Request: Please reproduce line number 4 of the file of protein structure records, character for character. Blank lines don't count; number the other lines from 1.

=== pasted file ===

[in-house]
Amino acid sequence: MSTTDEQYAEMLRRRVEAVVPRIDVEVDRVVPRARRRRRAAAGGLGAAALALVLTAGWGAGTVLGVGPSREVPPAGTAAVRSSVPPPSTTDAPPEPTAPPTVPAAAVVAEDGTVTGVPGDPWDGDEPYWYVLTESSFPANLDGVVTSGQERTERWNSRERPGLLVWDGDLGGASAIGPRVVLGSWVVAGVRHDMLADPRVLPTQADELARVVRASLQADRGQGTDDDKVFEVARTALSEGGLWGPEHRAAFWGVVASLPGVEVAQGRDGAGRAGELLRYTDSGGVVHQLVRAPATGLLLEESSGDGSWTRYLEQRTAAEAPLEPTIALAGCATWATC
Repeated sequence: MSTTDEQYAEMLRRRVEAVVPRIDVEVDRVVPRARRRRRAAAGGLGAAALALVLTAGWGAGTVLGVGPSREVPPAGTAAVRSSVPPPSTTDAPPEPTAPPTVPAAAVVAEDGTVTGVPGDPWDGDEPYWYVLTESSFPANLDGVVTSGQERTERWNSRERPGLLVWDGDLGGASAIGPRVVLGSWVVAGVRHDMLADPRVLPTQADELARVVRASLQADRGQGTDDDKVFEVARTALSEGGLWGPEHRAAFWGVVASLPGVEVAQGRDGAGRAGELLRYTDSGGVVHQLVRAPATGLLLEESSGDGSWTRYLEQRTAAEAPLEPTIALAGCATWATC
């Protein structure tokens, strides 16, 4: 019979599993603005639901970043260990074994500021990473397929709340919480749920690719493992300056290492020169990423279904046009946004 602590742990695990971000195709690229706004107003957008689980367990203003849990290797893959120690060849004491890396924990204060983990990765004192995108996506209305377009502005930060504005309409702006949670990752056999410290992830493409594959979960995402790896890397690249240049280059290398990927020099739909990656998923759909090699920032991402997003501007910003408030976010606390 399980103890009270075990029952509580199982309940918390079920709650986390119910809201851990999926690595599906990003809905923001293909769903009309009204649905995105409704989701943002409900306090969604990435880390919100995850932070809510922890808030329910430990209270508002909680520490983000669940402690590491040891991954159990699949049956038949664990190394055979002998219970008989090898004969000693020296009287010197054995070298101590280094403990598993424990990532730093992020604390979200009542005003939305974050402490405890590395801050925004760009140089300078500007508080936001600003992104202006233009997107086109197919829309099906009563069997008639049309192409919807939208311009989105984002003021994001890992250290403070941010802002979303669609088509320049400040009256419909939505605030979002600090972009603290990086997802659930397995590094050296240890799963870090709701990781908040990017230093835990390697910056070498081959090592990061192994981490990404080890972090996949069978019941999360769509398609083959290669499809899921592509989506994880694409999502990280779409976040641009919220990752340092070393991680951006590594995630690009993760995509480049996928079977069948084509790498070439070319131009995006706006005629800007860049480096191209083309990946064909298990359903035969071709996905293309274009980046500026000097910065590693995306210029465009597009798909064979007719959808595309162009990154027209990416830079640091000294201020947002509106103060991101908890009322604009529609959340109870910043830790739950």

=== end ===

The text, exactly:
């Protein structure tokens, strides 16, 4: 019979599993603005639901970043260990074994500021990473397929709340919480749920690719493992300056290492020169990423279904046009946004 602590742990695990971000195709690229706004107003957008689980367990203003849990290797893959120690060849004491890396924990204060983990990765004192995108996506209305377009502005930060504005309409702006949670990752056999410290992830493409594959979960995402790896890397690249240049280059290398990927020099739909990656998923759909090699920032991402997003501007910003408030976010606390 399980103890009270075990029952509580199982309940918390079920709650986390119910809201851990999926690595599906990003809905923001293909769903009309009204649905995105409704989701943002409900306090969604990435880390919100995850932070809510922890808030329910430990209270508002909680520490983000669940402690590491040891991954159990699949049956038949664990190394055979002998219970008989090898004969000693020296009287010197054995070298101590280094403990598993424990990532730093992020604390979200009542005003939305974050402490405890590395801050925004760009140089300078500007508080936001600003992104202006233009997107086109197919829309099906009563069997008639049309192409919807939208311009989105984002003021994001890992250290403070941010802002979303669609088509320049400040009256419909939505605030979002600090972009603290990086997802659930397995590094050296240890799963870090709701990781908040990017230093835990390697910056070498081959090592990061192994981490990404080890972090996949069978019941999360769509398609083959290669499809899921592509989506994880694409999502990280779409976040641009919220990752340092070393991680951006590594995630690009993760995509480049996928079977069948084509790498070439070319131009995006706006005629800007860049480096191209083309990946064909298990359903035969071709996905293309274009980046500026000097910065590693995306210029465009597009798909064979007719959808595309162009990154027209990416830079640091000294201020947002509106103060991101908890009322604009529609959340109870910043830790739950």